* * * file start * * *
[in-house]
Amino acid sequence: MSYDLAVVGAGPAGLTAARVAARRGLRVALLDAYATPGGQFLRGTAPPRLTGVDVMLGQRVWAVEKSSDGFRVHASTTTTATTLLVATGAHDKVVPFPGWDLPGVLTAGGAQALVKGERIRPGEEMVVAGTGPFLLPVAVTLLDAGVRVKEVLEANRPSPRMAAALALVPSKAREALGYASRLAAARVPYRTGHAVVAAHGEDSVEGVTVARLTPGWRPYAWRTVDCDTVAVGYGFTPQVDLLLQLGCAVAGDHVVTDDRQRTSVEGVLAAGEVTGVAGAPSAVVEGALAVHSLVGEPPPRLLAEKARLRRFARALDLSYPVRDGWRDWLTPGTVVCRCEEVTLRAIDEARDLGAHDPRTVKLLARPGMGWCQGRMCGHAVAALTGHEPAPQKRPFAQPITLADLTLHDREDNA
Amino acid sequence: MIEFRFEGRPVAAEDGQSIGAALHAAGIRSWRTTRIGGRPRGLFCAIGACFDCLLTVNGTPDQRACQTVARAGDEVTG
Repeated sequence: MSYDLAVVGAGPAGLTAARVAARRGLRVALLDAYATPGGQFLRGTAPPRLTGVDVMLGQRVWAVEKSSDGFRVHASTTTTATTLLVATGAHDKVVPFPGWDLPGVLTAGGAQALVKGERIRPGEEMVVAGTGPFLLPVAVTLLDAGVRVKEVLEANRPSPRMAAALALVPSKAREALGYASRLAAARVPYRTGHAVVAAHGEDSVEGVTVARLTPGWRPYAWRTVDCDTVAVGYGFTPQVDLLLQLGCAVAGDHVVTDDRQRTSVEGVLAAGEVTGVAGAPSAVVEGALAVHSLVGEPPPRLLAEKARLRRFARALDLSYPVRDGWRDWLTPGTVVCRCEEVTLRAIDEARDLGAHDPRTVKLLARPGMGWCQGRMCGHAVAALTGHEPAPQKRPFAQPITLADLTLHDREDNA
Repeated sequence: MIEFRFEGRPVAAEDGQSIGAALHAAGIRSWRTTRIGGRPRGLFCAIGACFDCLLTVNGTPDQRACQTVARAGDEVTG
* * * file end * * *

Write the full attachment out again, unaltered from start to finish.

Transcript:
[in-house]
Amino acid sequence: MSYDLAVVGAGPAGLTAARVAARRGLRVALLDAYATPGGQFLRGTAPPRLTGVDVMLGQRVWAVEKSSDGFRVHASTTTTATTLLVATGAHDKVVPFPGWDLPGVLTAGGAQALVKGERIRPGEEMVVAGTGPFLLPVAVTLLDAGVRVKEVLEANRPSPRMAAALALVPSKAREALGYASRLAAARVPYRTGHAVVAAHGEDSVEGVTVARLTPGWRPYAWRTVDCDTVAVGYGFTPQVDLLLQLGCAVAGDHVVTDDRQRTSVEGVLAAGEVTGVAGAPSAVVEGALAVHSLVGEPPPRLLAEKARLRRFARALDLSYPVRDGWRDWLTPGTVVCRCEEVTLRAIDEARDLGAHDPRTVKLLARPGMGWCQGRMCGHAVAALTGHEPAPQKRPFAQPITLADLTLHDREDNA
Amino acid sequence: MIEFRFEGRPVAAEDGQSIGAALHAAGIRSWRTTRIGGRPRGLFCAIGACFDCLLTVNGTPDQRACQTVARAGDEVTG
Repeated sequence: MSYDLAVVGAGPAGLTAARVAARRGLRVALLDAYATPGGQFLRGTAPPRLTGVDVMLGQRVWAVEKSSDGFRVHASTTTTATTLLVATGAHDKVVPFPGWDLPGVLTAGGAQALVKGERIRPGEEMVVAGTGPFLLPVAVTLLDAGVRVKEVLEANRPSPRMAAALALVPSKAREALGYASRLAAARVPYRTGHAVVAAHGEDSVEGVTVARLTPGWRPYAWRTVDCDTVAVGYGFTPQVDLLLQLGCAVAGDHVVTDDRQRTSVEGVLAAGEVTGVAGAPSAVVEGALAVHSLVGEPPPRLLAEKARLRRFARALDLSYPVRDGWRDWLTPGTVVCRCEEVTLRAIDEARDLGAHDPRTVKLLARPGMGWCQGRMCGHAVAALTGHEPAPQKRPFAQPITLADLTLHDREDNA
Repeated sequence: MIEFRFEGRPVAAEDGQSIGAALHAAGIRSWRTTRIGGRPRGLFCAIGACFDCLLTVNGTPDQRACQTVARAGDEVTG